An important clue in this direction is offered by the related phenomenon of genetic imprinting, another subject that has increasingly interested scientists in the last decade. We have two copies of nearly all our genes, one inherited from each parent (each copy is known as an allele). It has been discovered that a small number of genes—80 are currently known to exist in humans—are imprinted, or "silenced," by one or other parent in such a way that we in effect inherit just one copy. Because we in effect have only one copy of imprinted genes, scientists suspect that they are particularly vulnerable to environmental influence. And it is known that many imprinted genes play pivotal roles in biochemical pathways controlling growth and important metabolic processes, which if tampered with can cause diabetes, cardiovascular disease and other disorders. This strongly suggests that, if scientists want to understand epigenetic inheritance, they should look more closely at genetic imprinting.

Filling in the evolutionary gaps

What are the implications of the existence of epigenetic inheritance in humans? Unfortunately, perhaps one effect will be to provide additional fodder for those eager to regulate our lifestyles. The existence of epigenetic inheritance extending at least two generations down the line may suggest to some that we should take more care of our genome, particularly at formative times such as the early growth period.

The discovery of epigenetic inheritance has also led some to revive the previously discredited theory of Lamarckism, which stated that animals could influence their genes by the way they live. Giraffes, for example, were thought by the theory's architect, Jean-Baptiste Lamarck, to have developed long necks by the very act of stretching for high branches, rather than just through the natural selection of genes conferring this reach advantage. Similarly, children of blacksmiths were thought to have inherited genes for the strong arm muscles developed by their fathers during their lifetime, rather than just building such muscles through adopting the same trade. But this is a red herring, because epigenetic inheritance clearly does not involve rewriting genes. Lamarckism implied that the actions or experiences of an organism could lead to the underlying genes being modified through rewriting of the DNA code. Epigenetic inheritance merely alters the ability of a gene to be expressed in offspring, but leaves the DNA, and the genes, intact. Epigenetic inheritance can readily be reversed, and there is as yet little or no evidence that it persists for longer than a few generations.

Yet it is precisely this short-term range coupled with its ability to respond immediately to environmental cues, that makes epigenetics an invaluable adaptive tool. As we have seen, epigenetic mechanisms enable individual organisms to adapt within their lifetimes, and some of these changes can be passed on to descendants. But equally, some research—including the studies based on the Swedish harvest data indicating a seesawing effect through the generations—suggests that these changes can be undone just as easily, perhaps again in response to environmental cues.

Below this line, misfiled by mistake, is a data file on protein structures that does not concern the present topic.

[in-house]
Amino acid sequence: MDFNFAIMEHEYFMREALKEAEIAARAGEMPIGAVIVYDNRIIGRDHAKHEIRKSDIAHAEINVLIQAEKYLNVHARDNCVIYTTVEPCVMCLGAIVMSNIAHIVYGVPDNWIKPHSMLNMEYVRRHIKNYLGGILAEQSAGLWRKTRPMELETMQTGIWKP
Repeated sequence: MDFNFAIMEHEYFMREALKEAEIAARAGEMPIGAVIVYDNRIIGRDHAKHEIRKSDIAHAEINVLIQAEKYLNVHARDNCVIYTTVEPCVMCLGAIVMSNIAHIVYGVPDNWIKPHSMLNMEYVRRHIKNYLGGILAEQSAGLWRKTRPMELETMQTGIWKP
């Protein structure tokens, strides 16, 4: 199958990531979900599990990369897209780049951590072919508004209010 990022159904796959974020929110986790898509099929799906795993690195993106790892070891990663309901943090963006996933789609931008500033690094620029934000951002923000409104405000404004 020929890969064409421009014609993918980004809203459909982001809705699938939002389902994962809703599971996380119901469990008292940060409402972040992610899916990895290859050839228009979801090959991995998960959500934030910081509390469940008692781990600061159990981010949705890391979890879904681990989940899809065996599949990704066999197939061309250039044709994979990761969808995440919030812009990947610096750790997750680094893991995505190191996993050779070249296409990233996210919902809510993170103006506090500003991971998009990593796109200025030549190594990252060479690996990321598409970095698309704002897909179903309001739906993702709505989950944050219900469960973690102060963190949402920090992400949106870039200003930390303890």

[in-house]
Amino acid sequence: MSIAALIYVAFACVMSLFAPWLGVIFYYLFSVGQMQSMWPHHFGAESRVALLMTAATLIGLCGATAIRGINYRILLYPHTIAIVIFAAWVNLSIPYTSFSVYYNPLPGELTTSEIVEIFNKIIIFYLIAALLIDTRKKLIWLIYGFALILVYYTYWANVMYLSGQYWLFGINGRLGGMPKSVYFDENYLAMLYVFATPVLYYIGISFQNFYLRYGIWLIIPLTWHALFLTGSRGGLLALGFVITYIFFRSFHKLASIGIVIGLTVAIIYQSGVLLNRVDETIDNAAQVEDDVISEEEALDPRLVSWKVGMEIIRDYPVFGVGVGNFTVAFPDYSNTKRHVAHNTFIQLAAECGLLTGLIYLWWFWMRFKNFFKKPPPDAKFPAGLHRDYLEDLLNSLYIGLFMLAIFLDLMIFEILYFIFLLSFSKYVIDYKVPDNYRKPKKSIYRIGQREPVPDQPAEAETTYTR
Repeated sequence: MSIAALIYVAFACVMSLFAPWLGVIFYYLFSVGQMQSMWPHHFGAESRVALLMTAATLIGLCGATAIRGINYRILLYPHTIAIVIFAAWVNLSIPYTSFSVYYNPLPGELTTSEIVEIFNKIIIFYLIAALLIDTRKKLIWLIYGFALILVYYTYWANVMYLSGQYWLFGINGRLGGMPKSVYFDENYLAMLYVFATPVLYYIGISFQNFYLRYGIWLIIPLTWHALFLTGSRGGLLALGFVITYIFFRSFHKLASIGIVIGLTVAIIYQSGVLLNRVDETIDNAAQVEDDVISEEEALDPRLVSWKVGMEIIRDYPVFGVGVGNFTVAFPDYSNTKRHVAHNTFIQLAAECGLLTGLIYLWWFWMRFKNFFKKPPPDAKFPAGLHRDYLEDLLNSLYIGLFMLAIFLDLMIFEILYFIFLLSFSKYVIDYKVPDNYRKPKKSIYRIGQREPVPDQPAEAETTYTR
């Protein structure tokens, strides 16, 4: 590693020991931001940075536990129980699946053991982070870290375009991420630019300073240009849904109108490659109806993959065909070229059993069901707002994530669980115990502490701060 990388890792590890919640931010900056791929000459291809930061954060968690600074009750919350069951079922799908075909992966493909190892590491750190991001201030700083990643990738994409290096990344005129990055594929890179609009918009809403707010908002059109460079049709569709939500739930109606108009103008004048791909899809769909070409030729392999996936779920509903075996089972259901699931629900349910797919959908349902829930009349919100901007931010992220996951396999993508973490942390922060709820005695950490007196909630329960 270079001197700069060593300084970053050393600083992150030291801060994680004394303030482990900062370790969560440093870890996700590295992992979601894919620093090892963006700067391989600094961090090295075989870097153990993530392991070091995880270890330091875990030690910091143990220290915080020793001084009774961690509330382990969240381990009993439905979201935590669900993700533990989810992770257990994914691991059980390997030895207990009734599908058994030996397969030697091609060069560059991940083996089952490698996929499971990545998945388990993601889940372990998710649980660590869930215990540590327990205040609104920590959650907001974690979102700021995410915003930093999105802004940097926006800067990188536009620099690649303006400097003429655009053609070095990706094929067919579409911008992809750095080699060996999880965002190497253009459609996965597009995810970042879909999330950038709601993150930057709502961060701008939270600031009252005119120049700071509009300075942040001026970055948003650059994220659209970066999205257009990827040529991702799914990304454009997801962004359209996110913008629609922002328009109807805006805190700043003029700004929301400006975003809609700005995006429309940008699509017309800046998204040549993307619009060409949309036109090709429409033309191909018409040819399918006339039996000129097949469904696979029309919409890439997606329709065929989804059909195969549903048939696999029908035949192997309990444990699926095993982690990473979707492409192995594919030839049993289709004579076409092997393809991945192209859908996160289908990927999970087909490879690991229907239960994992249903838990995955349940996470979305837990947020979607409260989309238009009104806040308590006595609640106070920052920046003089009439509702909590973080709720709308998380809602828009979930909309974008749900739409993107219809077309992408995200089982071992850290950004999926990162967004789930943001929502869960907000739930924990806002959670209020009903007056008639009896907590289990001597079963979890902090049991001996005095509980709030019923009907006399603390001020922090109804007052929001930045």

It could turn out that the discovery of epigenetic inheritance will help fill in some of the gaps in evolutionary theory that creationists have exploited to bash Darwinism, adding a third evolutionary mechanism to the two we already know about: mutation and natural gene selection. Mutation is the slowest mechanism of evolution, allowing genes to change and develop variability within a population, but not fast enough on its own for complex slow-growing organisms such as mammals to adapt readily to changing conditions. Mutation can arise through errors in the DNA copying mechanism during cell division, or through external interference such as exposure to radiation. While mutation is of fundamental importance for all life, it is only of direct value as an adaptive tool in rapidly reproducing single-celled organisms such as bacteria. In mammals, including humans, mutation is crucial in developing a versatile gene pool, but it is then up to natural selection to select the appropriate combinations of genes from this pool to suit varying environmental conditions.

Natural selection, then, can be seen as a mid-range mechanism of adaptation, working faster than mutation but not as quickly as epigenetic inheritance. Natural selection still does not help individual animals, and takes a number of generations to kick in, but over time it allows sub-groups to evolve desirable attributes for their environment. It is natural selection, rather than mutation, that has led to racial differences among humans, for example. But even natural selection cannot act fast enough to adapt to more transient environmental changes, and this is where epigenetic inheritance perhaps comes in.

These are early days in epigenetics, but it seems increasingly likely that it will lead to a major overhaul of evolutionary theory. For although epigenetic inheritance does not technically revive Lamarckism, it does in practice mean that we pass on attributes we have acquired through our experiences to our children, and even grandchildren. Above all, it reveals that biology does not just rely on genes for information that determines an organism's fate. At least temporarily, heritable information can reside at a level above the genes, providing a bypass around environmental obstacles.